But, by the end of the 1990s, raving in the streets had almost become a state-sanctioned exercise in unquestioning deference to yet another leader: the superstar DJ.  The memories of Cold War had also faded by then, and the Love Parade didn't seem to be fighting against anything anymore... but it wasn't fighting for anything, either. What it had was already freely available everywhere in the West: the right to indulge in whatever senseless abandon you wanted, as long as you were happy to pay to play.
Criticisms abounded as the Love Parade slid deeper into the illusory whirl of materialism, with brand name sponsorship deals and major drinks manufacturers setting up stands.  Dodgy blokes materialized from all four corners of the world in the expectation of seeing free porn, rather than experiencing free love. (At least, that was what it was like when I went).  The Love Parade had become a demonstration in favour of self-delusion... that key ingredient in the capitalist New World.  A place where you became another person for a day, and Berlin became another city.  But only for a day.  In 2010 the Love Parade did a party in Duisburg which ended in a human stampede, several tragic deaths and dozens of injuries, and that was the end of that.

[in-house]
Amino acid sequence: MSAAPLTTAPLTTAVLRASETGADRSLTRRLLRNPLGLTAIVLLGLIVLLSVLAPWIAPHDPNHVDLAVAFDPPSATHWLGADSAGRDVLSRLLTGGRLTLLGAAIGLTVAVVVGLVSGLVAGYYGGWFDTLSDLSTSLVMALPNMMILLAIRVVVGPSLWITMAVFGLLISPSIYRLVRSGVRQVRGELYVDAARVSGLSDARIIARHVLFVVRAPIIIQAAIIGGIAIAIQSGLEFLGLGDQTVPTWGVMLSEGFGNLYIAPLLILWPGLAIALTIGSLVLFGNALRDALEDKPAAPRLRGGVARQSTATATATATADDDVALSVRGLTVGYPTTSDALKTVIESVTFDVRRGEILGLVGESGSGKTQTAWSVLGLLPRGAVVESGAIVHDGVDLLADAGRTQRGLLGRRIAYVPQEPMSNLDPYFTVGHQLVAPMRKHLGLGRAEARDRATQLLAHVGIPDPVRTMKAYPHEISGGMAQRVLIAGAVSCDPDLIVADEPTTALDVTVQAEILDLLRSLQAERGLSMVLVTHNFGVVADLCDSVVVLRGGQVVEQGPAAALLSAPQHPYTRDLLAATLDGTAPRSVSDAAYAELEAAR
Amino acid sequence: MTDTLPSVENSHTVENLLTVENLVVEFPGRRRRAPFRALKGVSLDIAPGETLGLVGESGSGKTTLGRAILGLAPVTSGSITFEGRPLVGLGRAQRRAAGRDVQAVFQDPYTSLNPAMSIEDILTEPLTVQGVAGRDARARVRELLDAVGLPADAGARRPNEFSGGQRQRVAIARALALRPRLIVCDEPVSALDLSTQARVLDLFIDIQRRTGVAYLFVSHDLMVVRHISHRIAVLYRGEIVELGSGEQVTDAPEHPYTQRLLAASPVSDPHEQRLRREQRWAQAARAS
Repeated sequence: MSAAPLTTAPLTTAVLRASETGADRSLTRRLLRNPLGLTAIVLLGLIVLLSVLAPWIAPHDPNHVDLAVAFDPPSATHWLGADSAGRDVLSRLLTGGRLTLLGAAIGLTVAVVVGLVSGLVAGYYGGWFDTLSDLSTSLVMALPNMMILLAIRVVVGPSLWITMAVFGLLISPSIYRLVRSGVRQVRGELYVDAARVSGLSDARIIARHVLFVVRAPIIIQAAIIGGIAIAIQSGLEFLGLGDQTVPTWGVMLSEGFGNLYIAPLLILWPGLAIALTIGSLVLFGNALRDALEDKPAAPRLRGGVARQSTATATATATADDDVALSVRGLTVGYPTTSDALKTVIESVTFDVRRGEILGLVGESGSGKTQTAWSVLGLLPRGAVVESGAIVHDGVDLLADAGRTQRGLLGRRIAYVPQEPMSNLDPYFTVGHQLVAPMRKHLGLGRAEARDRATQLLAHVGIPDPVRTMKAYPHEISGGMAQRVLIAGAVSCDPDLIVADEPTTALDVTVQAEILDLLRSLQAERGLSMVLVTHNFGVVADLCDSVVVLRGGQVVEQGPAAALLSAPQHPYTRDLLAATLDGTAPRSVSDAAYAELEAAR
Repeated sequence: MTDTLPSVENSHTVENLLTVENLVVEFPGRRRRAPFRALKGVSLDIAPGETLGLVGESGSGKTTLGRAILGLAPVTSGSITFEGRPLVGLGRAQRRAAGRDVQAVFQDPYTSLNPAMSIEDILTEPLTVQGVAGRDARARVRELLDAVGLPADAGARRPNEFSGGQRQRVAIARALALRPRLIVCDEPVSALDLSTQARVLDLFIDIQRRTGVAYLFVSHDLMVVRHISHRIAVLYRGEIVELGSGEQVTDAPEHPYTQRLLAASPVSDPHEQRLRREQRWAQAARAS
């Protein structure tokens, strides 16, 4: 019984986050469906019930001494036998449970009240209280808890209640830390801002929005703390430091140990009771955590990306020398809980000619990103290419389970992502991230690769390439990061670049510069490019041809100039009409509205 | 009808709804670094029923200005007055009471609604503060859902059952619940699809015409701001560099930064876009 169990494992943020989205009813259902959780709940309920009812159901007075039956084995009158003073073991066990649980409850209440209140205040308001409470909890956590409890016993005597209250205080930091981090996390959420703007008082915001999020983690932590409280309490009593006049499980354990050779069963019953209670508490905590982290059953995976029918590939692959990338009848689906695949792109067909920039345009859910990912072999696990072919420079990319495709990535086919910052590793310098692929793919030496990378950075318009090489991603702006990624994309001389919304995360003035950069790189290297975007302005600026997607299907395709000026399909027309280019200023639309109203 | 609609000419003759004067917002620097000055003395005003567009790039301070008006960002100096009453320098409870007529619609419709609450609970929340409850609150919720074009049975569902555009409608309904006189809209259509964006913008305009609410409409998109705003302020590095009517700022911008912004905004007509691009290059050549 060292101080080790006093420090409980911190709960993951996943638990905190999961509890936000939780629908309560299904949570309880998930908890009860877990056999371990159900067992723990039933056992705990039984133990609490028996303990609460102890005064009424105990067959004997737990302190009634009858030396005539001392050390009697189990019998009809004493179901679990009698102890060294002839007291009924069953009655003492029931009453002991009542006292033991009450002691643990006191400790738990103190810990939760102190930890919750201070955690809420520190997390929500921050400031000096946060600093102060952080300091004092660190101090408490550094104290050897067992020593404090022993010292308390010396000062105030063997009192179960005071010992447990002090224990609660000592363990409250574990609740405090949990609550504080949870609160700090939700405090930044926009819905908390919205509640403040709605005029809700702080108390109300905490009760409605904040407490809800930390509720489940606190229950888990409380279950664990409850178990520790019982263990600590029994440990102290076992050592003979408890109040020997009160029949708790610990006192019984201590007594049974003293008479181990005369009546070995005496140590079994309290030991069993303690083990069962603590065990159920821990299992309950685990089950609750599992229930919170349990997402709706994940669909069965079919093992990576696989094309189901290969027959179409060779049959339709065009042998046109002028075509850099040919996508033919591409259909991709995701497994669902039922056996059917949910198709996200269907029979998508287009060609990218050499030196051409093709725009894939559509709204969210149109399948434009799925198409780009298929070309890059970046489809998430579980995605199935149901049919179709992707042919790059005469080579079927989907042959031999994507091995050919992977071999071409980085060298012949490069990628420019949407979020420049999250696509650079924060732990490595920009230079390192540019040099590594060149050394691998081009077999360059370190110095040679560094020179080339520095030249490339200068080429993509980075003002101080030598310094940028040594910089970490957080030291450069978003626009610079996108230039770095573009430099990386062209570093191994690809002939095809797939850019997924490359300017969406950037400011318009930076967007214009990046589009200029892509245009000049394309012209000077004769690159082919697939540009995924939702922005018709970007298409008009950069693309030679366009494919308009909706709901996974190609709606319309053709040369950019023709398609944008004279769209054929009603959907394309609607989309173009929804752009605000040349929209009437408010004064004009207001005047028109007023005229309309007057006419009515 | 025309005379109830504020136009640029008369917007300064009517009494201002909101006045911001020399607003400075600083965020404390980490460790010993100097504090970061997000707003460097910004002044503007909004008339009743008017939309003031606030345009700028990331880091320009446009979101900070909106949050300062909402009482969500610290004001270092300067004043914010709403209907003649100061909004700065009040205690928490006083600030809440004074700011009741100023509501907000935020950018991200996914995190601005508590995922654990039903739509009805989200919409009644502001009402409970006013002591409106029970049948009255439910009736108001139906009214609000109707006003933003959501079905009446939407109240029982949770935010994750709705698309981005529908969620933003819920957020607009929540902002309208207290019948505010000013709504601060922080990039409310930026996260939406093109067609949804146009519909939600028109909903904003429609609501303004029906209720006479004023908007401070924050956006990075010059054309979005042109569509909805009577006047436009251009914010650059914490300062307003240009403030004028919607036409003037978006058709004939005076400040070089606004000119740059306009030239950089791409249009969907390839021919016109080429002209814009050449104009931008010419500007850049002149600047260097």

Except it wasn't...

Zug der Liebe 2016 - photo by Jens Schwan

Luckily for us, the Zug der Liebe organizers aren't planning to carry on exactly where the  Love Parade left off.  The organizers are undoubtedly inspired by the Love Parade's earlier, better years, but their emphasis seems to be firmly on finding practical avenues that the people of Berlin can dance down toward unity.  

"We want to make a statement as a political demonstration for community, love and empathy," said organizer Jens Schwan in an interview with Berliner Morgenpost.  He also seems to be the author of several long, impassioned ideological texts that defend Zug der Liebe's aims on its webpage.  On their Facecrack page, the event's followers debate and chime in with similar texts with shameless abandon.  They may be a bit older than the usual Berlin club kids and they may like to party a wee bit harder than you granny, but these people are a very long way from being burned out. The spark's still there.  They've invited several activist groups to help them out as well, just to fan the flames of permanence in the Berlin scene. 

It seems like an acknowledgement of the fact that Berlin is facing far more multifaceted barriers today than it did in 1989.  Instead of an overtly watchful regime and a highly visible Wall, Berlin now struggles against psychological and social barriers that are shifting, intangible... racists who assume that all refugees are lazy, locals who assume all foreigners are idiots, men who bully women, homophobes who insist queers are demanding 'special treatment' etc.